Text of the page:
Lateral view of the ruin of Saint John’s Abbey in Kilkenny, showing a series of tripartite Gothic windows.
Two years after this account appeared, The Post-Chaise Companion (1788) praised St John's in very similar terms.
Inscribed in Image
|Subject(s)||Antiquities and archaeological sites, Architecture|
|Keywords(s)||Archaeological sites, Churches, Ruins|
|Dimensions||14 cm x 17.2 cm|
|Published / created||1778|
|Travel Account||A Philosophical Survey of the South of Ireland|
|Print or manuscript|
|Location of image in copy||opp. p. 100|
|Source copy||National Library of Ireland J.91414.CAN/1778|
This is a link to a digital copy hosted by an external website.
|Rights||Courtesy of the National Library of Ireland|
Related text from travel account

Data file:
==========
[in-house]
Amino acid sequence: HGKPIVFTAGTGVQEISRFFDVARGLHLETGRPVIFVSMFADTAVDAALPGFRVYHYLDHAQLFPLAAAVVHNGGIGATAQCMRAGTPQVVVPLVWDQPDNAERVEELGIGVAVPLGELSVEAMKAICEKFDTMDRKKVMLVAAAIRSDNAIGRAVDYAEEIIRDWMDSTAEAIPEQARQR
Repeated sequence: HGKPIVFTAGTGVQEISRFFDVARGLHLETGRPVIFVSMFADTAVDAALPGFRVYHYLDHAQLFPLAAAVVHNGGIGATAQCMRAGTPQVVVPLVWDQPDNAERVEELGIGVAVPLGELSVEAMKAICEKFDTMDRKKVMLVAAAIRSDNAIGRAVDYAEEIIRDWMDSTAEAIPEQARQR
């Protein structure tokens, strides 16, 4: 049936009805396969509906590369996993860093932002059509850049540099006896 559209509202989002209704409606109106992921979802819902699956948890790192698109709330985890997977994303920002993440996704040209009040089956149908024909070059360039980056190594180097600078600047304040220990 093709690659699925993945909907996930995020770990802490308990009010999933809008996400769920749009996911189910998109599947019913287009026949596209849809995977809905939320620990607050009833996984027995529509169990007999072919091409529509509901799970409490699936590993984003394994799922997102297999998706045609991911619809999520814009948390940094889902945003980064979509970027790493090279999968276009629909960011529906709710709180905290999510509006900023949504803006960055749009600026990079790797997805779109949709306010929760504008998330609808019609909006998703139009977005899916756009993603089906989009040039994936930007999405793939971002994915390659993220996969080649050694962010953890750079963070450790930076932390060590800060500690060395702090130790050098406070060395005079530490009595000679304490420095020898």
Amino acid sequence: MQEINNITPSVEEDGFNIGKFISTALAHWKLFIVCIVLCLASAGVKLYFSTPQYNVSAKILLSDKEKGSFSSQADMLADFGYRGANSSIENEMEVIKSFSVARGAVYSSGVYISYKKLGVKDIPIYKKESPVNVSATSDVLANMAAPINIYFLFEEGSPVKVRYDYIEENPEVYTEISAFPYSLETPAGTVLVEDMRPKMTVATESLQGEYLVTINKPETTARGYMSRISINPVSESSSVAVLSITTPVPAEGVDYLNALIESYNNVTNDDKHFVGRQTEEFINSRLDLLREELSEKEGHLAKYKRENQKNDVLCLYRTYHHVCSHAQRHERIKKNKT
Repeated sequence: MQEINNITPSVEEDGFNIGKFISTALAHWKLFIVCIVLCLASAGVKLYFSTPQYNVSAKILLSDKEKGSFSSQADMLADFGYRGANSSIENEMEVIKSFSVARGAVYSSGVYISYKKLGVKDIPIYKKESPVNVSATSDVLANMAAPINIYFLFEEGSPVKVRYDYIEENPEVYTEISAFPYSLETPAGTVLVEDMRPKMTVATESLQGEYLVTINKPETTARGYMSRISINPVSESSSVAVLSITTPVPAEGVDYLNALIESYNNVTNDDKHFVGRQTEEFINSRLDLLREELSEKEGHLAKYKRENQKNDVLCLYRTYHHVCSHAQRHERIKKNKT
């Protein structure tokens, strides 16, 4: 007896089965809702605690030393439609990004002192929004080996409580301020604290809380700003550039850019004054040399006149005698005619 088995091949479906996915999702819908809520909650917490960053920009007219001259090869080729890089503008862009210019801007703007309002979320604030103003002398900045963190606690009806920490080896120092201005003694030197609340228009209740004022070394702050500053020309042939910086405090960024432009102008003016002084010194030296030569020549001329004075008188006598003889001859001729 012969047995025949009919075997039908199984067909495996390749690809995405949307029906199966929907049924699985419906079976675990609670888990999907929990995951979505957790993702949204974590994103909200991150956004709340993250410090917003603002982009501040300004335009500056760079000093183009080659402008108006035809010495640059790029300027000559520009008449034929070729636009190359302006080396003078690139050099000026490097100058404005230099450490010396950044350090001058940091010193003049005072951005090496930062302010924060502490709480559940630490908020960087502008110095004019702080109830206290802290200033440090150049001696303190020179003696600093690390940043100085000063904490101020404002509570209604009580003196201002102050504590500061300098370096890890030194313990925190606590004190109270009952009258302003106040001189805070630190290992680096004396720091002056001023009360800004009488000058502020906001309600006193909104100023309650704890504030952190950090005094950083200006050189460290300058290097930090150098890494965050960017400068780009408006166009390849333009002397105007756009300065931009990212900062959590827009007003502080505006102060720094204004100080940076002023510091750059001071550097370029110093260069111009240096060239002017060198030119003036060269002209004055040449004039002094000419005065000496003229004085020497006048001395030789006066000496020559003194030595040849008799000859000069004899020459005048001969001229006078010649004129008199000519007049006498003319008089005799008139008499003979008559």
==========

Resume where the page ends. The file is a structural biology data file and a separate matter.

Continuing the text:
|I mentioned to you the towers of three monasteries, these are St. John's, St. Francis's, and the Black Abbey. St. John's has great elegance, and amazing lightness in [p. 100] the style of the building. The Abbey-church of Bath is, I think, called the lanthorn of England; but this is more windowed still; for about fifty-four feet of the south side of the choir yet entire, the whole seems to be one window. I send you a sketch of it. The east window is sixteen feet wide, and about forty high, as I guess. Belonging to this Abbey are the remains of several old monuments, almost buried in the ruins. [pp. 99-100]|